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To get full value for furs, proper handling is as important as catching. Proper handling also shows respect for your catch.

Brushing a pelt

In the field, follow these guidelines for handling fur.

  • If an animal is wet and muddy, rinse it in the cleanest water available. Gently shake the animal or stroke the fur to remove excess water. If there is dry snow, roll the animal in the snow to absorb the water. Dry the fur completely as soon as you get home by hanging the animal by the head or forelegs in a cool place. Use a fan to circulate air and decrease drying time.
  • Do not place wet animals on ice or metal in freezing temperatures. Hairs will freeze to ice or metal. This will cause damage to the pelt when you pick it up.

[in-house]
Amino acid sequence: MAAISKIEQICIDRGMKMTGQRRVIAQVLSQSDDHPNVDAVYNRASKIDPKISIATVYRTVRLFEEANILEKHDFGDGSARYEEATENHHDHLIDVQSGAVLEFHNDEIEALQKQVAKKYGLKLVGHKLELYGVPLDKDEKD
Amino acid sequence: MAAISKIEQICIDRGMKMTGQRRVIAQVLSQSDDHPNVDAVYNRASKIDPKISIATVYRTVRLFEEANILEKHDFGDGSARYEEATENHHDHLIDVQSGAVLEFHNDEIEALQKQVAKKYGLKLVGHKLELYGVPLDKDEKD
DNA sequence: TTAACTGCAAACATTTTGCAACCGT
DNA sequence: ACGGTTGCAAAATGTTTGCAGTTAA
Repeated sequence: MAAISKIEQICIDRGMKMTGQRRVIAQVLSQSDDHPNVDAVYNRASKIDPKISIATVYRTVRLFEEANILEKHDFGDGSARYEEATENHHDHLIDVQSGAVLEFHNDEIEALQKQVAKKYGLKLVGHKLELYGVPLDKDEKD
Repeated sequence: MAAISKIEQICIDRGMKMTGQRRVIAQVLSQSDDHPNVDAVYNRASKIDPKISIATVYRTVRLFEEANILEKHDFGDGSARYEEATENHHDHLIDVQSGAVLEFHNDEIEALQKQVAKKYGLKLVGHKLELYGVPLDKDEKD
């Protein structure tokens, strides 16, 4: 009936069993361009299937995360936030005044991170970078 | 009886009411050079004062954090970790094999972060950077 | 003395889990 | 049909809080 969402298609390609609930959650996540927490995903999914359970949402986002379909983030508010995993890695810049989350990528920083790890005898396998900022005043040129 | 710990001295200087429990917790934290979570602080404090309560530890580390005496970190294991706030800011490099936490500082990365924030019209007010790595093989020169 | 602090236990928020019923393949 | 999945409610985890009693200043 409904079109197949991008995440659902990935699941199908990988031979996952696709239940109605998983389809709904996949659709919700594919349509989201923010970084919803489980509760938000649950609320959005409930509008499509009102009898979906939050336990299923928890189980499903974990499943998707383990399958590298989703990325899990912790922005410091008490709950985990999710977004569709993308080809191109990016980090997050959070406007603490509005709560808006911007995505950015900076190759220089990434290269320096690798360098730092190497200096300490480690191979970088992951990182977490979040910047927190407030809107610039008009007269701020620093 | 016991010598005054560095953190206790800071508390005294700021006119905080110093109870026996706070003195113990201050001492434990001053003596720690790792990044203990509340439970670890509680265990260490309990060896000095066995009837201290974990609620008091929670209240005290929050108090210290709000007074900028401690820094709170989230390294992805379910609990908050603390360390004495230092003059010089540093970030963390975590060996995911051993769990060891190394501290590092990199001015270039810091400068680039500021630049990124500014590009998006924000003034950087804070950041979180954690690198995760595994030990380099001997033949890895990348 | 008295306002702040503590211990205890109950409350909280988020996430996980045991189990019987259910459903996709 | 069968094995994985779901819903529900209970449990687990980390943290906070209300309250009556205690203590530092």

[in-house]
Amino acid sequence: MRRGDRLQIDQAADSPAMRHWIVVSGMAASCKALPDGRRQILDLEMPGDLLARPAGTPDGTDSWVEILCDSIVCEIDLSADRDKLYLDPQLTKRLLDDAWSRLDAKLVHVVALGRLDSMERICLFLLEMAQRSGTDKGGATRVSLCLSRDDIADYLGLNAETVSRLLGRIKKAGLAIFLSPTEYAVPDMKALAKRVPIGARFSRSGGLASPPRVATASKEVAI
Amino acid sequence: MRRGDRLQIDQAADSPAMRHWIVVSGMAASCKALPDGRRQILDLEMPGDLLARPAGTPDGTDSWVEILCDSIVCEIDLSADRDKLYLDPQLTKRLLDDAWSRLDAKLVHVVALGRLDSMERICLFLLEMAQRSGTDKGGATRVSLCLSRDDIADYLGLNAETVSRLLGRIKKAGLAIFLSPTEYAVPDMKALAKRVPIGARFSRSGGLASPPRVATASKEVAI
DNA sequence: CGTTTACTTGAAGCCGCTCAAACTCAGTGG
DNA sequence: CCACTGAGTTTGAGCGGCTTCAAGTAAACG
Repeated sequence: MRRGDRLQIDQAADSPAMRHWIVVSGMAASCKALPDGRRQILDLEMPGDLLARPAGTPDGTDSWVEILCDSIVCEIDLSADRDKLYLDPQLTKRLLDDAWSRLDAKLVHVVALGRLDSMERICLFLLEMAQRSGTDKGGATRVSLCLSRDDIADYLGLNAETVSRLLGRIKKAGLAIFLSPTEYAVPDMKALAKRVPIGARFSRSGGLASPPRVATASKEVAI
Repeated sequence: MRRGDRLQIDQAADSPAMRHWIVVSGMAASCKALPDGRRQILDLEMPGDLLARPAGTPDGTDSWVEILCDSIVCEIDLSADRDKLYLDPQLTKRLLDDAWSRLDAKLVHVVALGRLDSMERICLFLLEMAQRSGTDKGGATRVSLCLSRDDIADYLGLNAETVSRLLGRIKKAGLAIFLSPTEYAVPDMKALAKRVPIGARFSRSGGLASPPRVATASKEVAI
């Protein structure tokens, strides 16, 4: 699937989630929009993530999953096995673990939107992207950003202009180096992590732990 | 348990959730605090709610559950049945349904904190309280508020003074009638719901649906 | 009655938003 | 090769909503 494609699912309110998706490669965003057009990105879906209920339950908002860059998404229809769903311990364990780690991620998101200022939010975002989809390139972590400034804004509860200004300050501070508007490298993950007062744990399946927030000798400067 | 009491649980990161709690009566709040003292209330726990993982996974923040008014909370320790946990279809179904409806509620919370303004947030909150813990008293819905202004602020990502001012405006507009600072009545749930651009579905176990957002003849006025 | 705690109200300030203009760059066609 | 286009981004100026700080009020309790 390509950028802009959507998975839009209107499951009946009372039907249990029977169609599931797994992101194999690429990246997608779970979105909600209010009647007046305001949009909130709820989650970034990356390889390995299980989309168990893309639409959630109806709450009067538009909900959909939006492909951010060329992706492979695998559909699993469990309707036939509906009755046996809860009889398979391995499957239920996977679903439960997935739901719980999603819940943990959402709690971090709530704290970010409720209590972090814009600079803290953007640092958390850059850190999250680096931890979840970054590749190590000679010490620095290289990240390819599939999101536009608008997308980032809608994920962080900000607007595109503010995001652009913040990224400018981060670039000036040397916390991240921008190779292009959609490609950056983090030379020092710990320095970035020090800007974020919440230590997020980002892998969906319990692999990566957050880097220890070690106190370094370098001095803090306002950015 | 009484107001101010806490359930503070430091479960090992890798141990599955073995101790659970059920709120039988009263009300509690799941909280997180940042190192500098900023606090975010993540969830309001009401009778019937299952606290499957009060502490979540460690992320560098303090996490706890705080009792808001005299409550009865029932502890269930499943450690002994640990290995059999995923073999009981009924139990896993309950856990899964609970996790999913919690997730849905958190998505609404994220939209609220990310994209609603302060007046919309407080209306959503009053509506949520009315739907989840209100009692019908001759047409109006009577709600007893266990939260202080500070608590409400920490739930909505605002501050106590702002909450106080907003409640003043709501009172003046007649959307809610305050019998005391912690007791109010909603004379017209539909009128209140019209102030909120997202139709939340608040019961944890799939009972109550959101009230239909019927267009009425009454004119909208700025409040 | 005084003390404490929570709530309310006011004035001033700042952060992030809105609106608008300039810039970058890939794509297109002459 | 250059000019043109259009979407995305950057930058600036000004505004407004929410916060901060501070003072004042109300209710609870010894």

• If an animal is trapped on land, keep it dry. Use a brush or comb to remove burs and dirt. Keep in mind that land furbearers may have fleas, ticks, and mites. Handle carcasses in a way that won't contaminate your clothing, vehicle, or home.
  • If an animal is not bloody from shooting, put the animal in a burlap bag or other protective cover to transport it from the field. If there is fresh blood on the fur, lay the animal on newspaper for the drive home.

At home, you will need to skin, flesh, and stretch your pelts.

  • Pelts should be dry before skinning.
  • After skinning, the pelt is fleshed.
  • Then is it pulled over a stretcher to dry in the desired shape.

Pelt Preparation Guide

Review a detailed chart showing the skinning and stretching methods to use for different types of furbearers.